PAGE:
Asian stocks tumbled as much as 4 percent on Friday on growing fears that the U.S. economy was sliding into recession and as some European lenders faced short-term funding strains, raising fears of a systemic banking crisis on the continent.
Gold hit a fresh high of $1,833.81 an ounce as investors rushed into the safe-haven after heavy losses on U.S. and European markets overnight.
S&P 500 futures fell 0.6 percent in Asia, adding to a slump of nearly 4.5 percent overnight and pointing to more losses for battered Western markets later in the day.
European equities suffered their biggest daily slide in 2-½ years on Thursday.
In Asia on Friday, Japan's Nikkei 225 index fell 2.1 percent while stocks elsewhere in Asia as measured by MSCI lost a similar amount. But pressure on some markets with more exposure to hi-tech shares was more intense, with Korea's KOSPI tumbling 4 percent and Taiwan down nearly 3 percent.
A drop in factory activity in the U.S. Mid-Atlantic region to the lowest level since March 2009 stunned investors, as the data from the Philadelphia Federal Reserve Bank is viewed as a forward-looking indicator of national manufacturing.
Investors have been spooked by these data. They are now focusing on next week's data such as U.S. GDP, said Yumi Nishimura, a senior market analyst at Daiwa Securities.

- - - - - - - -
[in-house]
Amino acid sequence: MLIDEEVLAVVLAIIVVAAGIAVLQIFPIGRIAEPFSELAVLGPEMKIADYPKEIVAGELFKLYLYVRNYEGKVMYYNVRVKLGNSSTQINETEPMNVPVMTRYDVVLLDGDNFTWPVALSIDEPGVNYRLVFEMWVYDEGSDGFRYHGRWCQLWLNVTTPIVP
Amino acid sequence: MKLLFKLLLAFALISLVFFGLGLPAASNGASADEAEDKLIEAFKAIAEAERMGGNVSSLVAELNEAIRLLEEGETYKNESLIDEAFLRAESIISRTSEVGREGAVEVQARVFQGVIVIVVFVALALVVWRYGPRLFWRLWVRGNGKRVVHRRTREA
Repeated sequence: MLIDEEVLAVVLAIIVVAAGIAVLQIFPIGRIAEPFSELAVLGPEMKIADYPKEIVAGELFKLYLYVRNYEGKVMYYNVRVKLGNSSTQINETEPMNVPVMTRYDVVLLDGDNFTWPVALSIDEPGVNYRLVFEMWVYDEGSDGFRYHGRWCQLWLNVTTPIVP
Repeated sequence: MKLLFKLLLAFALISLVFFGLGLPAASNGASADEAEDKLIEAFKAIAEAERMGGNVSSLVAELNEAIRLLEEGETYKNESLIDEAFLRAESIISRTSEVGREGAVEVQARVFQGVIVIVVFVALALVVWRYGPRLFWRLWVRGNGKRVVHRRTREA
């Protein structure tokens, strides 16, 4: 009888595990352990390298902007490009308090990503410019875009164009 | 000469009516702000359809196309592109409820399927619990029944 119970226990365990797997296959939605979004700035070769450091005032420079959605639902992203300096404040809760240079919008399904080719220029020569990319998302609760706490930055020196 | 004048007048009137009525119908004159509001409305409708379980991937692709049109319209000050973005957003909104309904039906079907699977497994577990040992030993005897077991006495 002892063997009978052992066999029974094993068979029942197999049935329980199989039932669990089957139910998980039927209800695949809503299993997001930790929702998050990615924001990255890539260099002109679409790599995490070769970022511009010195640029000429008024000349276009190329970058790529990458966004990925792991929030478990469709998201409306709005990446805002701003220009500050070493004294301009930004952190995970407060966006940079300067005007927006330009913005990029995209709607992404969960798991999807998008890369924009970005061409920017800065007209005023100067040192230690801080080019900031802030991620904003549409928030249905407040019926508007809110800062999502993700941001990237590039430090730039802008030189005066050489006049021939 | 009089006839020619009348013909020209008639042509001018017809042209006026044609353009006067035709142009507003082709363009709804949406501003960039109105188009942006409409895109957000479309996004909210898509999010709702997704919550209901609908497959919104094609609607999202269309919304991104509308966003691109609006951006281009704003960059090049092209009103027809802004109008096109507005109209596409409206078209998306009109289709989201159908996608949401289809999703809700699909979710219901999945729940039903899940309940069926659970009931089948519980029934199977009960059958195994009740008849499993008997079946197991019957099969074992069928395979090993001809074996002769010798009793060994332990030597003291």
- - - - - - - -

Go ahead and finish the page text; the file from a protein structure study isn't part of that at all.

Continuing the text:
Retail investors may buy defensive stocks on dips, but such buying may not have an impact on the overall index.
An unexpected fall in existing U.S. home sales in July and a greater-than-expected rise in new claims for jobless benefits in the latest week also added to fears that the U.S. economic recovery could stall and it slide into recession.
In Europe, renewed fears that the euro zone debt crisis could infect the region's financial system put pressure on short-term funding markets, forcing some European banks to pay higher rates for U.S. dollar loans and reviving memories of the dark days of late 2009 after the collapse of U.S. investment bank Lehman Brothers as funding dried up.
The U.S dollar held modest gains in Asia, with the dollar index that tracks its performance against a basket of major currencies, up 0.2 percent as investors piled into the safety of U.S. Treasuries despite falling yields.
U.S crude oil futures fell 1.66 percent over fears energy demand will be hit by slower economic growth.